So since we are approaching Christmas, let's get in the mood with the review of this year Winter Village, Advanced Model set: 10249: Toy Shop. This is part of a tradition of yearly seasonal cute winter village buildings dating back to 2009, including such gems as the 10235: Winter Village Market and last year wonderful 10245: Santa's Workshop. But as many of you already know, this set kind of break the tradition, as it is not a brand new model but instead a re-release of the first one of the series, 10199 Winter Village Toy Shop. Have we entered a loop of re-releases of winter sets? Or was it just a lazy year for Lego? Only time will tell, but surely many Lego enthusiasts expecting a new set were not pleased by this turn of events.
Anyway, this set is not exactly an identical reprint: many small details have been changed. For first, the minifigure lineup has been enhanced and expanded. There are now eight instead of seven, which is plenty to give life to your Christmas display, and they have all been redesigned with better prints and parts.
As for the set, many small details have been updated. Let's see if we can find all of them and the reasons behind the changes. Here are the two sets:
And here's the result of me playing "spot the differences" on the two models:
Starting from the top, you can see what is probably the most important change: the tallest of the two roofs didn't use to have the front facing tiles, and some unpleasant interiors were showing. Now they rectified the situation and made it the same as the other roof. I suspect they were able to do that thanks to the second change: all the garlands have been updated to a different piece, the life preserver. It has a narrower profile on the top, which let just enough space for the two tiles to be placed. The part itself, while available since 1999, was not printed in green until 2012.
Another interesting change is about the two "festoon" on the right side, made by two Technic Beam 5 x 7 L-Shape with Quarter Ellipse Thin. They're still there but have been updated to a nicer dark green. In this case, the new color have been introduced exclusively for this set, as it's unique here.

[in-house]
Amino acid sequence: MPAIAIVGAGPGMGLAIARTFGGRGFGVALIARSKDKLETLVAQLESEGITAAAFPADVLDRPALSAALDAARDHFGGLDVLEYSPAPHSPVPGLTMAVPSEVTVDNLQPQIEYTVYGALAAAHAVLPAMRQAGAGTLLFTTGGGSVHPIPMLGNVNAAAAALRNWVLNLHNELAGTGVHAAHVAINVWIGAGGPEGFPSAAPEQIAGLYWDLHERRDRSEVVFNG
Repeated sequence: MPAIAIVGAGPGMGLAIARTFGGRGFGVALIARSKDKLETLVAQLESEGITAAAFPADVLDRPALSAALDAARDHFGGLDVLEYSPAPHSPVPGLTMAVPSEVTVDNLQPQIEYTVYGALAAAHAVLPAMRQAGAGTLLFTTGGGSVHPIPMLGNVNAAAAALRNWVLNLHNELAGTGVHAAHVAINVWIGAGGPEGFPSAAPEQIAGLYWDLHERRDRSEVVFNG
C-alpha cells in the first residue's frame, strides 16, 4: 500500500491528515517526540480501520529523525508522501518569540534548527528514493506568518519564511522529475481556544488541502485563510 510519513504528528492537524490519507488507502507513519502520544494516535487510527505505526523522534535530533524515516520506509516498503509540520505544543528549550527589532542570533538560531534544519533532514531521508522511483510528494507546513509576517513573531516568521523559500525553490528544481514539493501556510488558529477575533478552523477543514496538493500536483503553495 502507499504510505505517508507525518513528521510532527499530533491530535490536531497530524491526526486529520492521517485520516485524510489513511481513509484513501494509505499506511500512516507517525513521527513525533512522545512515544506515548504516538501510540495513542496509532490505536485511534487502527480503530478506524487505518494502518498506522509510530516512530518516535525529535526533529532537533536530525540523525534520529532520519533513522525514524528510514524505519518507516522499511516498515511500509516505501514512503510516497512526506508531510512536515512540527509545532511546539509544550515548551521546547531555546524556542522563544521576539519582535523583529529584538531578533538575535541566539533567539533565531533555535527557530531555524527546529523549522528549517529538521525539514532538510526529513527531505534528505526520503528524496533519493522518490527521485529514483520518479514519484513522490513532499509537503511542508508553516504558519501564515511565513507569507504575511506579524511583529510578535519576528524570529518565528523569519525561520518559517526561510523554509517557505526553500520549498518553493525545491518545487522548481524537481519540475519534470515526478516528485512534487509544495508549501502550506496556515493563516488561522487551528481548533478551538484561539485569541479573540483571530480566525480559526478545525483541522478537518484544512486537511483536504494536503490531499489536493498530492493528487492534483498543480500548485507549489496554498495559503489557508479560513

A curious change has been made to the awnings on the front and on the side: in the older version, the dark red stripes were longer; in the new version, the white ones are. I really don't see the point in the change. Perhaps they wanted a lighter overall color? Maybe they had more white bricks available to use than dark red? None of these options sound convincing, maybe some of our careful readers has a better guess.
Other minor changes include the door handle, which is now gold, the signage that is now printed, and the Christmas tree, which has now more transparent 1x1 round bricks, a redesigned based and yellow clips instead of gray.
The toy lineup has also been almost totaly redesigned.
If we want to dig deeper into the differences between the two sets, we can use Rebrickable's unique Set Comparison Tool, to learn that the new version has 82 more parts and 73% of the parts in the old set are maintained in the new set. I was expecting more, but the toys micro builds probably rise the count of different parts considerably, and minifigure parts are also counted.
Well, i guess it's time to stop comparing and start building!
The set has some interesting and unique parts: